What Do Dreams Mean?

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Interview with Craig Hamilton Parker to discuss “What do dreams Mean” Magazine asks Craig This article contains copyrighted material from my books so may not be reproduced without permission.

What do dreams mean?

THEY say the rules of reality don’t apply in the fantasy world of dreams but in some way what you dream is connected to your reality. For years I have had the same reoccurring dream. I’m standing at the top of a mountain that’s covered for as far as the eye can see with baby birds that have fallen from their nest. They’re abandoned and starving to death. I try to pick them all up but there are too many of them. And so, week after week, the dream continues.

Aside from nudging curiosity, I’d never really given my dream much thought until someone explained its significance to me. They said dreaming of a helpless, small animal means you’re not taking care of your ‘inner child’. Maybe I need to laugh more, play outdoors, express my creativity, be more spontaneous, or enjoy more personal warmth and intimacy. With that said my spiritual journey into the world of dreams began.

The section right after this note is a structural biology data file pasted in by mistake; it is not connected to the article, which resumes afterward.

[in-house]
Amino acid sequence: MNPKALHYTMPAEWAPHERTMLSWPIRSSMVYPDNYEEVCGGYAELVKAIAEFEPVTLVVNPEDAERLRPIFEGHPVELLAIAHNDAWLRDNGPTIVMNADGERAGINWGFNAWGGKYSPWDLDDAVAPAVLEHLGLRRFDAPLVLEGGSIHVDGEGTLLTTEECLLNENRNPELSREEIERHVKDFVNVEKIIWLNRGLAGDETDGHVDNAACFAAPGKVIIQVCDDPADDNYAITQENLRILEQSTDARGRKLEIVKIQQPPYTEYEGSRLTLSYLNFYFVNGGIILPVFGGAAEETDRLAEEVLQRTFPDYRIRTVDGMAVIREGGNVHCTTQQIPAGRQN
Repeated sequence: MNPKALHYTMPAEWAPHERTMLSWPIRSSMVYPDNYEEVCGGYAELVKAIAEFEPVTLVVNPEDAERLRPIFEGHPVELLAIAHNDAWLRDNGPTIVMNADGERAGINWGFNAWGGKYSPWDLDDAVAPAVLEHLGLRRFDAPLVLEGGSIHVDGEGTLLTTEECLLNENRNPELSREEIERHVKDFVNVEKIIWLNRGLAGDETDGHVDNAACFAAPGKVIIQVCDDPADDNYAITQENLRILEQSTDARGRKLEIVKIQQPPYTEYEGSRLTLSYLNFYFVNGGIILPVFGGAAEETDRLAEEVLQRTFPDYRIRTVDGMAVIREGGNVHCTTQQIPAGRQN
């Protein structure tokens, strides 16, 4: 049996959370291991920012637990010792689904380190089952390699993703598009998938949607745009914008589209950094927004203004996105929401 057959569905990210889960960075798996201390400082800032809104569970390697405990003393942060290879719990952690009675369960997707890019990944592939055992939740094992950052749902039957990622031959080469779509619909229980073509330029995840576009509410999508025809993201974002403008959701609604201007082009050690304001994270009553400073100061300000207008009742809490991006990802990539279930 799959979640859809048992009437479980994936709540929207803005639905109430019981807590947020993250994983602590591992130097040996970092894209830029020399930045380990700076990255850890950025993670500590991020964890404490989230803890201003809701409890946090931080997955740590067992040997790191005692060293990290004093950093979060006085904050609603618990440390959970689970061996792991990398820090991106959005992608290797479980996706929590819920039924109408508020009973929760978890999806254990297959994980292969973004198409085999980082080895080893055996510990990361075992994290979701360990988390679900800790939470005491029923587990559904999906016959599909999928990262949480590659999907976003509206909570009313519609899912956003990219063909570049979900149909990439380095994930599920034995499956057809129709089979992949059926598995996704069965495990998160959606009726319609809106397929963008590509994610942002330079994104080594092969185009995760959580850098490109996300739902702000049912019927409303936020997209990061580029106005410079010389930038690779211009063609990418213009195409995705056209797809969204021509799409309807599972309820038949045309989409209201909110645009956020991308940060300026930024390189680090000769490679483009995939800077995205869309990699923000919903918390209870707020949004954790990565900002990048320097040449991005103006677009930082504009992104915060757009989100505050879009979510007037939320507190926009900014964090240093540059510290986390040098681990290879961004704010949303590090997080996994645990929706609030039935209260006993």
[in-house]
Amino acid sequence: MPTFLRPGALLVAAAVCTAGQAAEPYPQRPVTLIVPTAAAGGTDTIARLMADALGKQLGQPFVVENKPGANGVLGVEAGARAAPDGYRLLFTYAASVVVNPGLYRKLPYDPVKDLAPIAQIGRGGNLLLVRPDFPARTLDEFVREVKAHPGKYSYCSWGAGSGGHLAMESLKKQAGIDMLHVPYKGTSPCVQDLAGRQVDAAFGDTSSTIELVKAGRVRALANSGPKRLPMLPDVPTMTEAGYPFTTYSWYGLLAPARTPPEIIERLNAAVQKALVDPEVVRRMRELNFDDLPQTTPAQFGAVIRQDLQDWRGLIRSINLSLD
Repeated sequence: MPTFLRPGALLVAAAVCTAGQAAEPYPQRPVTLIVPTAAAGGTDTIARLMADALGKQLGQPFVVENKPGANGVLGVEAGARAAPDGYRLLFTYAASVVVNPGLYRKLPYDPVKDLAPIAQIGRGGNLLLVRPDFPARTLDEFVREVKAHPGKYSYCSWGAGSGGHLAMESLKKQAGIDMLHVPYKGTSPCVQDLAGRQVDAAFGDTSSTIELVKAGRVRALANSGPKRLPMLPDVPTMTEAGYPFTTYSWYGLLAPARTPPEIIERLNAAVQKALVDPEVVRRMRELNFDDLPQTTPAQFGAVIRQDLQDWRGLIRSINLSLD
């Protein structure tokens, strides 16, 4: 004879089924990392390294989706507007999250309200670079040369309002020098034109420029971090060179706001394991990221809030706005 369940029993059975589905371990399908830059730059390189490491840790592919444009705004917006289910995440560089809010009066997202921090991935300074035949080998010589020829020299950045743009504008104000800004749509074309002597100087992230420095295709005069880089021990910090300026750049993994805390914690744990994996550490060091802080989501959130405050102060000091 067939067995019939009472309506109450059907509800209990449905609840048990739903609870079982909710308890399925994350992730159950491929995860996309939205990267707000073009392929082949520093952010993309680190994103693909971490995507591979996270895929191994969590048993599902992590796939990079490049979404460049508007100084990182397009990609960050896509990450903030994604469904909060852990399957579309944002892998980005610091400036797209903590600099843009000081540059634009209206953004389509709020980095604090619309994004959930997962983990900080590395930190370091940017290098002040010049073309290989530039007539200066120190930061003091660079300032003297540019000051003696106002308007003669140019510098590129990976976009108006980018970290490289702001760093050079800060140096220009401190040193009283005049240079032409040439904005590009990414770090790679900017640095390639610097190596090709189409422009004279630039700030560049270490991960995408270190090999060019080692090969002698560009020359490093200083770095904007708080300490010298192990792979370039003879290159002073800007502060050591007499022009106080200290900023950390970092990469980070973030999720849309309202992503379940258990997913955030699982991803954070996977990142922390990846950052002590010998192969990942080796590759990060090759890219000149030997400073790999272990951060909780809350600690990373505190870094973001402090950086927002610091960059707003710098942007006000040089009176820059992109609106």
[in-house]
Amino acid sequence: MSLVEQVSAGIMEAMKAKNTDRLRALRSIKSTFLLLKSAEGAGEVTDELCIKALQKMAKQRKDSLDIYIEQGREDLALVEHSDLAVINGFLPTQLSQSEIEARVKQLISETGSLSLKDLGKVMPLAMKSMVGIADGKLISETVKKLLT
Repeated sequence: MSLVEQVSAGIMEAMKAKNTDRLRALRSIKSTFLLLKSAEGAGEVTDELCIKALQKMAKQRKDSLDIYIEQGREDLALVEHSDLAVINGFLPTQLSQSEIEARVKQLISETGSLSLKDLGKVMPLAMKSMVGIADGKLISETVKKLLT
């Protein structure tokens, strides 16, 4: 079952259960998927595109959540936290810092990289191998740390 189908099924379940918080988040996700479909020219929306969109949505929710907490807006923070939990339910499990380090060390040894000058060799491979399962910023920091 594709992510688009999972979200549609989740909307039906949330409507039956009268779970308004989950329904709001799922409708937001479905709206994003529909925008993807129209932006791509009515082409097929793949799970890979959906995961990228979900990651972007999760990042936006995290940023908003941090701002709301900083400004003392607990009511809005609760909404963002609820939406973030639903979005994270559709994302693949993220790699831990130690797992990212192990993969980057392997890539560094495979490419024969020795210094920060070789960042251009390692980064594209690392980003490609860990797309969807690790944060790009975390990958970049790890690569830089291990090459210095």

Why Do We Dream?

We spend about eight hours a day, 56 hours a week, 240 hours a month and 2 920 hours a year sleeping – that’s a third of our lives! Sleep is essential to every living being because it plays a significant role in brain development. There are two basic forms of sleep: slow wave sleep (SWS) and rapid eye movement (REM) sleep. Most dreaming occurs during REM sleep, which is characterised by rhythmic breathing and limited muscle activity. If we are woken during REM we don’t adjust immediately and often feel groggy and disoriented for several minutes.

Some children experience bed-wetting, night terrors, or sleepwalking during this stage. We enter REM sleep about five times in an average eight hour period of sleep. Keeping in mind that we dream during each of these REM periods, in one year, we will have had 1 825 dreams – many of which we wont remember. Dreamers who are awakened right after REM sleep are able to recall their dreams more vividly than those who slept through the night.The mysterious and often bizarre nature of dreams has led many to interpret dreams as divine gifts or messages, as predictions of the future, or as messages from the past. Dream interpretations date back to 3000 BC where they were documented on clay tablets.